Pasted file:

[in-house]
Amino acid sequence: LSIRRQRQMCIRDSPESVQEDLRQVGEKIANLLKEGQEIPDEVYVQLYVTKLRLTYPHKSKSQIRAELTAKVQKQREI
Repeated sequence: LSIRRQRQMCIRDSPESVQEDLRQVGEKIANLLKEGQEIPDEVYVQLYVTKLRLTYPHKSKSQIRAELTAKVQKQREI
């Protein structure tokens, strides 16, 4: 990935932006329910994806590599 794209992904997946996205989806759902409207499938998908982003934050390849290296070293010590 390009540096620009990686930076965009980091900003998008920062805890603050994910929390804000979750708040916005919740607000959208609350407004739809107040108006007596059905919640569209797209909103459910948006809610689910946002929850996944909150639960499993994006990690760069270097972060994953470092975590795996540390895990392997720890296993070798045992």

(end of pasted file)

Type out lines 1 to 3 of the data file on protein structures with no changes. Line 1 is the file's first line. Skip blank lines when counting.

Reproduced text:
[in-house]
Amino acid sequence: LSIRRQRQMCIRDSPESVQEDLRQVGEKIANLLKEGQEIPDEVYVQLYVTKLRLTYPHKSKSQIRAELTAKVQKQREI
Repeated sequence: LSIRRQRQMCIRDSPESVQEDLRQVGEKIANLLKEGQEIPDEVYVQLYVTKLRLTYPHKSKSQIRAELTAKVQKQREI